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The Legislature's nonpartisan fiscal analyst estimated Friday that state revenue through June 2015 would be $2.5 billion higher than what is in Gov. Jerry Brown's revised budget plan, including $2.2 billion in additional money during the coming budget year.

But the Legislative Analyst's Office cautions that much of the additional revenue it forecasts would be consumed by larger obligations under the state's constitutional school-funding guarantee. It also acknowledges that its revenue numbers might turn out to be wrong.

"While our best estimates right now are for general fund revenues to be over $2 billion higher than the administration's projections in 2014-15, changes in asset markets and the economy could materialize that would result in less or more tax collections than our office now projects," it wrote in Friday's report.

Friday's review comes three days after Brown released a revised $156.2 billion spending plan that reflects $2.4 billion in extra revenue compared to his January proposal. It allocates most of the money to higher-than-expected Medi-Cal costs.

The plan features a rainy-day reserve he negotiated with legislative leaders and which would receive $1.6 billion in 2014-15. Also, the plan includes an extra payment to finally pay off $15 billion in deficit borrowing approved a decade ago.

The LAO offers warm words for the administration. "Overall, his plan takes a careful approach to state finances, and he deserves much credit for that," it said. "Under this approach, the state would improve its chances of managing the next significant state revenue downturn with little in the way of the drastic budget cuts required during the last few recessions."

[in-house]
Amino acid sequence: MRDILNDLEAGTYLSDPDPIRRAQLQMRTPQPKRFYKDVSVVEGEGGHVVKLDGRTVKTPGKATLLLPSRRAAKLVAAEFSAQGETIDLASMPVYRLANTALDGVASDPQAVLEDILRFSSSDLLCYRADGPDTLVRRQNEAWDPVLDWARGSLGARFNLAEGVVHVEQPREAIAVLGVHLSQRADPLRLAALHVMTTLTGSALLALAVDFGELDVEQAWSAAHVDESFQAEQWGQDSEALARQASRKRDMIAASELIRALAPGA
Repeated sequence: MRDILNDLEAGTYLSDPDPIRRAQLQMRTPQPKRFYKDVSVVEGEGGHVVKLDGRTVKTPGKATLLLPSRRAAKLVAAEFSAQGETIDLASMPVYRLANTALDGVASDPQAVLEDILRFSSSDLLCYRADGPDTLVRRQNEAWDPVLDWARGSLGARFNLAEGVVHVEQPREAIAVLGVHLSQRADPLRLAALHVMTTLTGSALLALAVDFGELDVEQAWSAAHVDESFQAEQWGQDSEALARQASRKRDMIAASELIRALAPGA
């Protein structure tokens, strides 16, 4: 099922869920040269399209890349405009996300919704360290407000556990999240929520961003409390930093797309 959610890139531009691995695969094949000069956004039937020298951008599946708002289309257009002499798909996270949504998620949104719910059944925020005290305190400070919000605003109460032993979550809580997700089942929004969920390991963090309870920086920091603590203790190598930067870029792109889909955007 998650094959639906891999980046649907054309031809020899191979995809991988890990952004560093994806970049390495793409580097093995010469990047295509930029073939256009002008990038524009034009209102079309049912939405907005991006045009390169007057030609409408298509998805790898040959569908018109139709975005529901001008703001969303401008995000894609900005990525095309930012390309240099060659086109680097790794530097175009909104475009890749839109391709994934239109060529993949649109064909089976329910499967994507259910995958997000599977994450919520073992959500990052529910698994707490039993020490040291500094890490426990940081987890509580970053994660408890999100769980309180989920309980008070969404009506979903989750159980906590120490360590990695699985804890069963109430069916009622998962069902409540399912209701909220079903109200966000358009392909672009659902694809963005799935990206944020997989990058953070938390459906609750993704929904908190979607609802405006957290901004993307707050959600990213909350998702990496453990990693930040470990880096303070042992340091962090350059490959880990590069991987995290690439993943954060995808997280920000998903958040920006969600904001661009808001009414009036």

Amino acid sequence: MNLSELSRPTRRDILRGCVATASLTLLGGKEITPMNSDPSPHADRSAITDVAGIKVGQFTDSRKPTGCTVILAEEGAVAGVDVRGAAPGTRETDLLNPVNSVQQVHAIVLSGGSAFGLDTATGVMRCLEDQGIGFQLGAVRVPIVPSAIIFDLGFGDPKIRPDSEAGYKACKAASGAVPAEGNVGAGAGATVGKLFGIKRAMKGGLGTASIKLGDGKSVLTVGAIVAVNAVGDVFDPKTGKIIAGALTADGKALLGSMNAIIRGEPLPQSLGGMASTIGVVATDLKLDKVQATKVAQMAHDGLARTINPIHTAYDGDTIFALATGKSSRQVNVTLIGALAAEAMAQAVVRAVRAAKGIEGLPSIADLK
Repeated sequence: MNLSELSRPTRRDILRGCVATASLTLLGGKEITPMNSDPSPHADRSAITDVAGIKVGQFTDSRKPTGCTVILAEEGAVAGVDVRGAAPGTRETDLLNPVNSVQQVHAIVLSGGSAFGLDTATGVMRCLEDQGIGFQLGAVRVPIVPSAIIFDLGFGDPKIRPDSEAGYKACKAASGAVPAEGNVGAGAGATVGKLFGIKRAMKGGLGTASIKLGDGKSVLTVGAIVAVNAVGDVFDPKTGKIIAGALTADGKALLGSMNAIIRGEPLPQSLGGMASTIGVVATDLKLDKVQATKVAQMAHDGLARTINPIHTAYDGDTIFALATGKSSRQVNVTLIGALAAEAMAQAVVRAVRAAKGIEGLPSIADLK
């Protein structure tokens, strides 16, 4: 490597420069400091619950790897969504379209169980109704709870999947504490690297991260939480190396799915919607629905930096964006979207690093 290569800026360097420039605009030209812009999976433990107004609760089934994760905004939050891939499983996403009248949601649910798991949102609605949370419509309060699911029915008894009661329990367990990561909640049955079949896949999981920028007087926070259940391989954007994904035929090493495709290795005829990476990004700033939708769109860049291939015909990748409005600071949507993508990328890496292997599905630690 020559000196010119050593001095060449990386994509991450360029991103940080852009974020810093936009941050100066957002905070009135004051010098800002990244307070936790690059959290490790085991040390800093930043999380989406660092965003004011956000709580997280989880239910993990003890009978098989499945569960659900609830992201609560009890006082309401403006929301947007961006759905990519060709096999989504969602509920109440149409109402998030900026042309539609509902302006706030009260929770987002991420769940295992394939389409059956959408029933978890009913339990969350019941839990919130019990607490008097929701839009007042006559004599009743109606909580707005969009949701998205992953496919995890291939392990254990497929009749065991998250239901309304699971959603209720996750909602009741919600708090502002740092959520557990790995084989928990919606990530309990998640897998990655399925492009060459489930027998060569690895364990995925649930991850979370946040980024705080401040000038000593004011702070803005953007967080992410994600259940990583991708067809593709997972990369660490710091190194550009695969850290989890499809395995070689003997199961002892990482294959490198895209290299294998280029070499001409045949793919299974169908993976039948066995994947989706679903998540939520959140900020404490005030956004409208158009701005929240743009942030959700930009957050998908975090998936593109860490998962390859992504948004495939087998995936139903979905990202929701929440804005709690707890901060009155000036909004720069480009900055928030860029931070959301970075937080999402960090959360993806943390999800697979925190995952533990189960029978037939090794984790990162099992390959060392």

Liberal advocacy groups, though, have said the governor's proposal fails to begin restoring billions of dollars in cuts during the recession. Senate President Pro Tem Darrell Steinberg, D-Sacramento, this week challenged the governor to "do a little lifting" to meet the concerns of his caucus members, suggesting that funding for the governor's prized high-speed rail project could otherwise be a tough sell.

The analyst's office earlier voiced support for the revised plan's proposal to spend $100 million toward paying off the $900 million the state owes local governments for complying with state mandates before 2004. It would be the first payment in almost a decade.

PHOTO: Legislative Analyst Mac Taylor. The Sacramento Bee/Hector Amezcua


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